In working through the themes for my final project, I now realize how formative my final paper was for Professor Blight’s class. It sparked my interest in the Uncle Tom stereotype and in how we represent people of different races to children. Below are some excerpts from my final paper:
On the Uncle Remus Stories:
One of the most jarring aspects of the book is the language used in the conversations between the young boy and Uncle Remus. The boy, who is about seven years old, speaks perfect English while Uncle Remus responds in “dialect” that is difficult to read—both intellectually and emotionally. Harris makes the power dynamics within the relationship clear as his literature shows superiority is independent of age and entirely based on race and perceived intellect. In the introduction of his book, Harris reassures readers that an “air of affectionate superiority Uncle Remus assumes as he proceeds to unfold the mysteries of plantation lore to a little child” is the result of the boy’s admiration of Uncle Remus’s stories. Harris was careful not to disrupt the established racial constructs of the day and set out to create a nonpolitical body of entertainment for readers around the country. However by imbuing his stories with “a genuine flavor of the old plantation” he misrepresented the past and showed it as one in which blacks were happy under slavery. Harris describes Uncle Remus as someone “who has nothing but pleasant memories of the discipline of slavery.” For his thousands of readers across the country, Harris narrowed the slave’s experience into “pleasant memories” and created an idealized past that his readers could accept. Harris’s writings in Uncle Remus’s voice are troubling given the personal beliefs he shared in editorials for the Constitution. In this sense, Harris favored profit over politics and cultivated his white readers’ conservative beliefs rather than challenge them as he did in his nonfiction writings.
 Joel Chandler Harris, Uncle Remus: His Songs and His Sayings—The Folklore of the Old Plantation, (New York: D. Appleton and Company, 1881), 3.
 Harris, Uncle Remus, 3.
 Idib, 12.
Song of the South Description:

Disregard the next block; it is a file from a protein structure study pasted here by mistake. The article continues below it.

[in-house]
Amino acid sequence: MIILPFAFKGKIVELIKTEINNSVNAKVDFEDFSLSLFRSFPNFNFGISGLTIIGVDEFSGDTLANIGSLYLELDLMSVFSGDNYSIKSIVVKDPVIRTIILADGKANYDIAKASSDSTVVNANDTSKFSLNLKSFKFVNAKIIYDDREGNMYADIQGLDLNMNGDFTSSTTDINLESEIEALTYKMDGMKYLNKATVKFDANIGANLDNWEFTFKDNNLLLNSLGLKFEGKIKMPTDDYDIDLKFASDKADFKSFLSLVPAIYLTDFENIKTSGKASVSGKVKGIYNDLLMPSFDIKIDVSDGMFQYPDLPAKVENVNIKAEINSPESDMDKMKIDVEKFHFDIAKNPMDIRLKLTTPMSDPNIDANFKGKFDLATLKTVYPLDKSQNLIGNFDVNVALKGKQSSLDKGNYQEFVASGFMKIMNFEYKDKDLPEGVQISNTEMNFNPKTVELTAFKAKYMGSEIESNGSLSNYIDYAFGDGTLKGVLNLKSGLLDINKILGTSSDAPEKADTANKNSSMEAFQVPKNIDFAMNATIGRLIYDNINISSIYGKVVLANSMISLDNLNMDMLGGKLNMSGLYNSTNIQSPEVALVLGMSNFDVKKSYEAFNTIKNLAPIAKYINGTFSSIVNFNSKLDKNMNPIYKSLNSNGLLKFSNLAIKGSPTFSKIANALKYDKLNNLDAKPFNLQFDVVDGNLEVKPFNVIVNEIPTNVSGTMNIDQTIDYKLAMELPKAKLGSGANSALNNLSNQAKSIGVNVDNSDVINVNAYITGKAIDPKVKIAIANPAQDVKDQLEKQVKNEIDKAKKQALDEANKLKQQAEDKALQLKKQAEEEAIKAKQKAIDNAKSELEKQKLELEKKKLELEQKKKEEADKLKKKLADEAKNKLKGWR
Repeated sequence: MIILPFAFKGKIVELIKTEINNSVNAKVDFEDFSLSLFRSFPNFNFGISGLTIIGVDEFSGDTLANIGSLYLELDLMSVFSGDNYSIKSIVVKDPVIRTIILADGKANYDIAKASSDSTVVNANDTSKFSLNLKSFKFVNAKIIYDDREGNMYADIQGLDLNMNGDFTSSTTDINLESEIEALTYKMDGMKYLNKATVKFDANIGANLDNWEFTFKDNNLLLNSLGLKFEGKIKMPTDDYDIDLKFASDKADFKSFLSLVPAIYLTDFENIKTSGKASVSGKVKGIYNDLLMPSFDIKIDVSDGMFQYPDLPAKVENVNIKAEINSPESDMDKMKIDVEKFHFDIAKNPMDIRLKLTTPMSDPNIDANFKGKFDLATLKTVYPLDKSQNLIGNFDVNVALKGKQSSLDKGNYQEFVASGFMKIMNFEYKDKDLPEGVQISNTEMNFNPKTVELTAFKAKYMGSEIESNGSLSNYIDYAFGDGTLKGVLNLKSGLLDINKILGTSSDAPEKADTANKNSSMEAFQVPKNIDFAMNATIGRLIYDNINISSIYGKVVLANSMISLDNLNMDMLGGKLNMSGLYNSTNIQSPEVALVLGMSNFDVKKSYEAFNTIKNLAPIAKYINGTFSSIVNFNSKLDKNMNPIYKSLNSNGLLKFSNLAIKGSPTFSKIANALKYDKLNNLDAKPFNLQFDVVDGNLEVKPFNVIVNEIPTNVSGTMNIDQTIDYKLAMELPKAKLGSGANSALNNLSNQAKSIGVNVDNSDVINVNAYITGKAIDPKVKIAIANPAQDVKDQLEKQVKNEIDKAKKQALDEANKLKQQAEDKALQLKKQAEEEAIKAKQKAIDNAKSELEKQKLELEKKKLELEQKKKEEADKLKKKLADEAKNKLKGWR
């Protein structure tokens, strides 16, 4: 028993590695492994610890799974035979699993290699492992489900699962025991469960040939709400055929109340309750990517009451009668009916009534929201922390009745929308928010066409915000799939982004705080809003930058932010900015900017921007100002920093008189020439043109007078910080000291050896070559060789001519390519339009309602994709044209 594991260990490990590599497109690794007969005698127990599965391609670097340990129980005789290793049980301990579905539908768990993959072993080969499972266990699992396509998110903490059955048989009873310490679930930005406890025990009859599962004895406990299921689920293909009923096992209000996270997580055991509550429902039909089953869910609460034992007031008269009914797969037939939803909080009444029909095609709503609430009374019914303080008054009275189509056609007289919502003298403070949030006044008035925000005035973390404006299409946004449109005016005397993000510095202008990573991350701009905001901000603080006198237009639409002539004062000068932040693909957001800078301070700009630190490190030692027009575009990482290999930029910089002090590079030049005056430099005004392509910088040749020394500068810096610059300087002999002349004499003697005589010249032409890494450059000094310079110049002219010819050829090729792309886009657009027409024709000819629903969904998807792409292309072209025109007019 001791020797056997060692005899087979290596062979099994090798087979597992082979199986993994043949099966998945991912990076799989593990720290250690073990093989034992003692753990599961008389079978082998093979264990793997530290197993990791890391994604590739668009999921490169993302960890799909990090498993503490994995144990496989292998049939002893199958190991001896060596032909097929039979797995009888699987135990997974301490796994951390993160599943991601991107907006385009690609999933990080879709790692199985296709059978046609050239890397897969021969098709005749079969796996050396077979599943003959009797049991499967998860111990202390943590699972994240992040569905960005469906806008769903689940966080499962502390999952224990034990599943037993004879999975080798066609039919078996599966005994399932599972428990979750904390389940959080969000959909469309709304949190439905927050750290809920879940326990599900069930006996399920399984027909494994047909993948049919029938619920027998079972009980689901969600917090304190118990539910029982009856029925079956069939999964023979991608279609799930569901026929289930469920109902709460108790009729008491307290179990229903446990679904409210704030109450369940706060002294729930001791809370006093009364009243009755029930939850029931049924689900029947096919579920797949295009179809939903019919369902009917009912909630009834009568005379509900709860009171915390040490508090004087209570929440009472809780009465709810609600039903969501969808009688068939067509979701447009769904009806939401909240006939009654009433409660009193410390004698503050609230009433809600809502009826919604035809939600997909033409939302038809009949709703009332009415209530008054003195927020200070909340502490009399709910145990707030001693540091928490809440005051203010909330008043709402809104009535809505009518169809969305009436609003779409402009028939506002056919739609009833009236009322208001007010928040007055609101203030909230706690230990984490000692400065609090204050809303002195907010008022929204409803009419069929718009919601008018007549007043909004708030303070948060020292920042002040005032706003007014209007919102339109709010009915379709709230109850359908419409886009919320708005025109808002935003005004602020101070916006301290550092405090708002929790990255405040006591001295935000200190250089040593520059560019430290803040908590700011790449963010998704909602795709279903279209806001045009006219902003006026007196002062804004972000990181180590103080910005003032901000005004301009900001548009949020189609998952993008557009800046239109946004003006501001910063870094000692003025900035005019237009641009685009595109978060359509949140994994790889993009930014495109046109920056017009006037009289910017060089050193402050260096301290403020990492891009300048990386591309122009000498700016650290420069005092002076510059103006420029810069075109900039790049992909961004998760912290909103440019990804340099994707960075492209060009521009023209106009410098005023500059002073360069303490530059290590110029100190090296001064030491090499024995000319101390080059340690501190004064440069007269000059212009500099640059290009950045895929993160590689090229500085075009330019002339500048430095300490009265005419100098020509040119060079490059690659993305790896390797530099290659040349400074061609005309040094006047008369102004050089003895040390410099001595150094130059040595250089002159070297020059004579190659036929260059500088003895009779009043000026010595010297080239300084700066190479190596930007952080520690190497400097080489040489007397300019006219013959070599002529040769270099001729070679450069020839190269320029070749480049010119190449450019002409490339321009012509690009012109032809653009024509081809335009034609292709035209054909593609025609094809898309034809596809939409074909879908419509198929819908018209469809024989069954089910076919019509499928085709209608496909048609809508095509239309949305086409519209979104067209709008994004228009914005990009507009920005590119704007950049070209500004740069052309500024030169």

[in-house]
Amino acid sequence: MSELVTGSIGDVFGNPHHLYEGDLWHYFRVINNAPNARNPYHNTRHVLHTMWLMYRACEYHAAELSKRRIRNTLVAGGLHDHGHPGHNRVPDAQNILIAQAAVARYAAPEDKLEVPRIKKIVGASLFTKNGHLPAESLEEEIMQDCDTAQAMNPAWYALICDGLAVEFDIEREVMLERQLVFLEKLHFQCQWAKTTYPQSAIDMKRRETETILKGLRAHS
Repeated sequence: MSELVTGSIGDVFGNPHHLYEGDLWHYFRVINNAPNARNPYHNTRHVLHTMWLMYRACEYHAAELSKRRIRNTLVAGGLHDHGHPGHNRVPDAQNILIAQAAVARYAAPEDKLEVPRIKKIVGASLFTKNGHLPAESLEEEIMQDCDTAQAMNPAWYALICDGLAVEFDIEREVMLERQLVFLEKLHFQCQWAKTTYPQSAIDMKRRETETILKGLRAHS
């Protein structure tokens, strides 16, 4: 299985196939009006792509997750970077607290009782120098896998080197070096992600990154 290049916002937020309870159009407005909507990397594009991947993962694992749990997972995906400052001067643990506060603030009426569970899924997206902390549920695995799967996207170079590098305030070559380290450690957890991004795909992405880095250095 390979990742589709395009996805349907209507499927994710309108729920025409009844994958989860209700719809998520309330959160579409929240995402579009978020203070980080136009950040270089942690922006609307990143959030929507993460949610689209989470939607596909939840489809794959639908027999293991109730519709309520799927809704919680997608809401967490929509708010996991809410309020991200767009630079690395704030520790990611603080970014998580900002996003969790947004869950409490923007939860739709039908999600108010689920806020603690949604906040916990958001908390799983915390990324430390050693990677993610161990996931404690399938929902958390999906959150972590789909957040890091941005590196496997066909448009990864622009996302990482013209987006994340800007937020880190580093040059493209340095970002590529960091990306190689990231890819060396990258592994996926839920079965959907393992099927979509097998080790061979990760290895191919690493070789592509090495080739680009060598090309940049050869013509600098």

Song of the South premiered on November 12, 1946 at the Fox Theater in Downtown Atlanta. The film is ninety minutes long and is a hybrid live action and animated film. Text on the screen at the beginning of the movie reads, “Out of the humble cabin, out of the singing heart of the Old South come the tales of Uncle Remus, rich in simple truths, forever fresh and new.” The film tells the story of a little boy, Johnny, who goes to live on his grandmother’s plantation in Georgia with his mother, Miss Sally. His father leaves the family for unexplained business reasons, and the boy is left lonely and lost on the plantation. He finds a father figure in Uncle Remus who regales Johnny and Toby, a young black boy living and working on the plantation, with stories of Brer Rabbit. As Uncle Remus narrates the tales, the live actors fade away as the animated portions of the film play out on screen. Brer Rabbit’s tales of trickery and cunning help Johnny when his new friend Ginny’s older brothers bully him and Ginny after Ginny gave Johnny one of the family’s newborn puppies. Johnny even uses the reverse psychology shared in the tar-baby story to get the boys in trouble with their mother. He tells the boys that they can do whatever they want to him as long as they do not tell their mom about the puppy. Like Brer Fox, the boys fall in to Johnny’s trap and tell their mother, who chastises them and says Ginny can give the puppy to anyone she wants. As Johnny continues to use Brer Rabbit’s tricks, however, he gets into hot water with the bullies and ends up fighting the boys. Uncle Remus breaks up the scuffle but Miss Sally, believing the Brer Rabbit stories are encouraging Johnny to act out, forbids Uncle Remus from telling her son any more tales. Upset by the situation, Uncle Remus decides to leave the plantation. When Johnny learns of this, he gets upset and attempts to chase down Uncle Remus’s departing carriage. He cuts through the plantation’s bull meadow and a bull tramples him. He falls unconscious and lays on his sick bed, and finally wakes to the sound of Uncle Remus’s voice telling him another Brer Rabbit story. Johnny recovers, and the movie ends with Johnny, Ginny, and Toby skipping around the plantation together. Brer Rabbit and other animated characters enter the live action world as the kids and Uncle Remus end the movie singing “Zip-A-Dee-Doo-Dah.”